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Just a quick question: Can Varnish cache S3 objects? Or it only works for static files on the server?

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Why would you want to? Serve them directly off S3 or the CloudFront CDN. Save yourself bandwidth and effort. – ceejayoz Oct 10 '12 at 13:55

1 Answer 1

Varnish will cache files that are served through it (provided it is setup to do so).

A typical setup will have a backend server provide content, and Varnish setup as a caching layer in front of the server. In this way, Varnish can be configured to cache both static and dynamic content.

In the case of S3, it varies. If you serve your content directly from S3 (i.e. the URL for your resource points to S3) then Varnish is not involved and will not cache the content.

On the other hand, if your server accesses the S3 files locally (e.g. your application reads the file or you use something such as s3fs to mount an S3 bucket locally) and serves the files from it, then Varnish can be used to cache the files.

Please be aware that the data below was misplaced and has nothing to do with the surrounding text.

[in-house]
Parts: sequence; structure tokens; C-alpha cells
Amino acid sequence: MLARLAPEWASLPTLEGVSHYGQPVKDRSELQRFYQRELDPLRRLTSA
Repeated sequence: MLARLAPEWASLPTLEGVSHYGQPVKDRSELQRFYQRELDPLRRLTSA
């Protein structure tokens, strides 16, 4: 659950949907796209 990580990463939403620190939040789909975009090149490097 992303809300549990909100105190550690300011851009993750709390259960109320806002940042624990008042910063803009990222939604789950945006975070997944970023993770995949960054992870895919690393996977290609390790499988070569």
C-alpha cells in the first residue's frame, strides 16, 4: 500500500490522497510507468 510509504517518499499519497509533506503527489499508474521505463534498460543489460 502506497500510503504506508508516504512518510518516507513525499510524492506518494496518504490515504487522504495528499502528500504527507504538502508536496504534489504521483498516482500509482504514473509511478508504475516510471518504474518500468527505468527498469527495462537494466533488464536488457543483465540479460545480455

Arguably though, the question of purpose comes to mind. Serving from S3 should be much more scalable than attempting to implement your own caching using Varnish. The one advantage might be saving a DNS lookup (so possibly good for a small number of small items). (A better caching alternative might be Cloudfront, but for few/small files S3 often performs better).

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Thanks for your answer! The reason i want to cache the S3 items is because I notice some lag when loading a lot of S3 images (on a single page), and after all the images would be requested repeatedly. I am actually pointing to S3 via cname-sub domain, so I guess there is no cache? Is there a way to, as you said, for the application to read the file and hence enable the cache? – StCee Oct 10 '12 at 14:32
Caching server side in this scenario should not appreciably impact the lag client side in this scenario. You are likely limited by the number of simultaneous connections a browser will make if you have a lot of images. A design that implemented CSS sprites and reduced the number of requests would be a good solution, or possibly using multiple static sub-domains to increase parallel fetching of assets (not as good a solution). Caching tends to increase how fast your server can deliver the file, but factors like DNS lookups and round-trip times may have more of an impact in many cases. – cyberx86 Oct 10 '12 at 14:37

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